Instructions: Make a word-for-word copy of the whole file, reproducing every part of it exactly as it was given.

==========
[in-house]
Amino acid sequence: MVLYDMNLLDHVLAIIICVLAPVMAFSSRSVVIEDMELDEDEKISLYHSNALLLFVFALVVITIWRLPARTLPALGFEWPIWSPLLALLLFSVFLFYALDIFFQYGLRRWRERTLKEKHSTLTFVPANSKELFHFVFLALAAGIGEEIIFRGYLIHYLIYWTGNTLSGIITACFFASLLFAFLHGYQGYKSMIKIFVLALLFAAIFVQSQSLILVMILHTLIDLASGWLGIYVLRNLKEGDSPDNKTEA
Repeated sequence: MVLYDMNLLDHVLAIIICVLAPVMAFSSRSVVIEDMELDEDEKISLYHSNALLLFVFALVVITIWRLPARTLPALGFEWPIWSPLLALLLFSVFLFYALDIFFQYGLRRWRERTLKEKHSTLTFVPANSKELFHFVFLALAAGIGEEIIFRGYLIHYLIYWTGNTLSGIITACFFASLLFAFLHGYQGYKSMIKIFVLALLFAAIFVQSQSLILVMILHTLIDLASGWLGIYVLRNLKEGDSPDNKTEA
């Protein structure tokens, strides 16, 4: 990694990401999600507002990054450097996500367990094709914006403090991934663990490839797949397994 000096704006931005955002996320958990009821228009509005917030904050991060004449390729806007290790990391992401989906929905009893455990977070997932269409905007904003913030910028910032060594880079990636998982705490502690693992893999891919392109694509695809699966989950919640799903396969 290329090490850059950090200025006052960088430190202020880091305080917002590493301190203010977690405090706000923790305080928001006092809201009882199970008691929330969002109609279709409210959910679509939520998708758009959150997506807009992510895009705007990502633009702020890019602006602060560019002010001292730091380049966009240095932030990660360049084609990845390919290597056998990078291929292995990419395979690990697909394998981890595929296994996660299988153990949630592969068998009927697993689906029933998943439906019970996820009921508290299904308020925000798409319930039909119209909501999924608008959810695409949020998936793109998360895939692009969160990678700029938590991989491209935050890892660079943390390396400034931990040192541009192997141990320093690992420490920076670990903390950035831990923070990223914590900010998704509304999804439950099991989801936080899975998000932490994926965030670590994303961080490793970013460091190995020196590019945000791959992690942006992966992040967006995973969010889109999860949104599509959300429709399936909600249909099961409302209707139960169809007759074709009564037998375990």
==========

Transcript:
[in-house]
Amino acid sequence: MVLYDMNLLDHVLAIIICVLAPVMAFSSRSVVIEDMELDEDEKISLYHSNALLLFVFALVVITIWRLPARTLPALGFEWPIWSPLLALLLFSVFLFYALDIFFQYGLRRWRERTLKEKHSTLTFVPANSKELFHFVFLALAAGIGEEIIFRGYLIHYLIYWTGNTLSGIITACFFASLLFAFLHGYQGYKSMIKIFVLALLFAAIFVQSQSLILVMILHTLIDLASGWLGIYVLRNLKEGDSPDNKTEA
Repeated sequence: MVLYDMNLLDHVLAIIICVLAPVMAFSSRSVVIEDMELDEDEKISLYHSNALLLFVFALVVITIWRLPARTLPALGFEWPIWSPLLALLLFSVFLFYALDIFFQYGLRRWRERTLKEKHSTLTFVPANSKELFHFVFLALAAGIGEEIIFRGYLIHYLIYWTGNTLSGIITACFFASLLFAFLHGYQGYKSMIKIFVLALLFAAIFVQSQSLILVMILHTLIDLASGWLGIYVLRNLKEGDSPDNKTEA
């Protein structure tokens, strides 16, 4: 990694990401999600507002990054450097996500367990094709914006403090991934663990490839797949397994 000096704006931005955002996320958990009821228009509005917030904050991060004449390729806007290790990391992401989906929905009893455990977070997932269409905007904003913030910028910032060594880079990636998982705490502690693992893999891919392109694509695809699966989950919640799903396969 290329090490850059950090200025006052960088430190202020880091305080917002590493301190203010977690405090706000923790305080928001006092809201009882199970008691929330969002109609279709409210959910679509939520998708758009959150997506807009992510895009705007990502633009702020890019602006602060560019002010001292730091380049966009240095932030990660360049084609990845390919290597056998990078291929292995990419395979690990697909394998981890595929296994996660299988153990949630592969068998009927697993689906029933998943439906019970996820009921508290299904308020925000798409319930039909119209909501999924608008959810695409949020998936793109998360895939692009969160990678700029938590991989491209935050890892660079943390390396400034931990040192541009192997141990320093690992420490920076670990903390950035831990923070990223914590900010998704509304999804439950099991989801936080899975998000932490994926965030670590994303961080490793970013460091190995020196590019945000791959992690942006992966992040967006995973969010889109999860949104599509959300429709399936909600249909099961409302209707139960169809007759074709009564037998375990």